Literacy is the ability to read, write, speak and listen in a way that allows us to communicate effectively and make sense of the world.
The United Nations Educational, Scientific and Cultural Organization (UNESCO), has revealed that Kenya’s adult literacy level stood at 81.5 per cent in 2018 up from 78.7 per cent in 2014.
In Kajiado County, only 70 per cent of the adult population is literate with 30 per cent of the population unable to read and write.
Traditions and cultural practices such as Female Genital Mutilation (FGM), early marriages and moranism remain the biggest setback to polish up the literacy levels among pastoral communities.
Mercy Njiriri who is the Kajiado County Director for Adult and Continuing Education revealed that the cultural practices and traditions are strongly rooted in the society and this poses as a setback in promoting education.
She added that the pastoralism lifestyle of the Maasai community also a major hindrance for them to enroll for adult education classes because of constant movement and relocations in search of water and pastures making learning difficult.
“The illiteracy levels in the county is still high at 30 per cent. This is attributed to many factors among them cultural practices such as FGM, early marriages, moranism, and nomadism among others.” Said Njiriri.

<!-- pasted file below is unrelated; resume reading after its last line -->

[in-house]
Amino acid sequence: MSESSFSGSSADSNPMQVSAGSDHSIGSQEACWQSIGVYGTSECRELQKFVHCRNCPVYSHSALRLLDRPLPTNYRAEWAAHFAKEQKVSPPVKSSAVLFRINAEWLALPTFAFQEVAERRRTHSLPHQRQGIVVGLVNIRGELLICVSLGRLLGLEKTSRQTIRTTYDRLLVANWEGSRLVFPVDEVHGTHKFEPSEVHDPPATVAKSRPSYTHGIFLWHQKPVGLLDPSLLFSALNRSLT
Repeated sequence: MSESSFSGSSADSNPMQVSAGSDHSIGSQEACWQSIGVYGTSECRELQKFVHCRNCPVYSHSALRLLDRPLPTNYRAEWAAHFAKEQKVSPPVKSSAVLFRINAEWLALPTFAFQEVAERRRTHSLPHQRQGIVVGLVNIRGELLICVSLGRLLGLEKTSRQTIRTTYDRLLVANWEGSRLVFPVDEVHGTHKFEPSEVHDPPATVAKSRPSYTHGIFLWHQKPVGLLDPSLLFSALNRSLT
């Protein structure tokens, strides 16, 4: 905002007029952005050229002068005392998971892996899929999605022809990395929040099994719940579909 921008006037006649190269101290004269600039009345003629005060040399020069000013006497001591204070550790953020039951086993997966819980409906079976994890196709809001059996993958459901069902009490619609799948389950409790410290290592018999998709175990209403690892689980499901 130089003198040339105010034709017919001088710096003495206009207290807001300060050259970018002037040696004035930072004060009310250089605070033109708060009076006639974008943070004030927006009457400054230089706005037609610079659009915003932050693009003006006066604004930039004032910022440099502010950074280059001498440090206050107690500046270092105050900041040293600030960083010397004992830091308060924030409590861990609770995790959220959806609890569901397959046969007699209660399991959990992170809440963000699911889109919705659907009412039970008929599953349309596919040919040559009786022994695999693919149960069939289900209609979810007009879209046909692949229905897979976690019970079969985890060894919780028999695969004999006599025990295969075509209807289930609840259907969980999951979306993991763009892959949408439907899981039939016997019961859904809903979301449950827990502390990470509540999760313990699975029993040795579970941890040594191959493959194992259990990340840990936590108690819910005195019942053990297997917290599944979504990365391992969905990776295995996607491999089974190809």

The Director noted that advancing of adult education mainly among the elderly men in the Maasai community remains a hadle in rural areas as men view the adult education program as a preserve for women and idlers.
According to the Maa culture, men and women are not allowed to intermingle and interact freely in public. Some men also forbid their wives from attending classes because they do not want the wives to be ahead of the academically.
“Elderly men consider it as a taboo to sit together with women hence most of them keep off. We have been forced to introduce separate classes for men and women to ensure that no one is left out, although this is becoming a challenge due to lack of sufficient tutors” she said.
The officer urged the locals to stop practicing obsolete cultures and embrace change so as not to be left behind in civilization adding that the only way one could empower themselves economically and socially was through education.
The Director emphasized that illiteracy deprives people access to decent jobs and full participation in their community’s development.
“Another setback faced in the efforts to boost literacy levels, is lack of enough teachers and instructors at the centers adding that in some classes there was only one teacher teaching all the subjects in a class of more than 50 learners.” She said
“The number of instructors in the county is small compared to the areas they are required to cover. I urge all stakeholders to chip in and assist us in training tutors and providing learning materials and desks,” said Njiriri.
Other challenges include inadequate classes, poor infrastructure, lack of transport, insufficient funding, poor learning environment and lack of updated learning and teaching materials.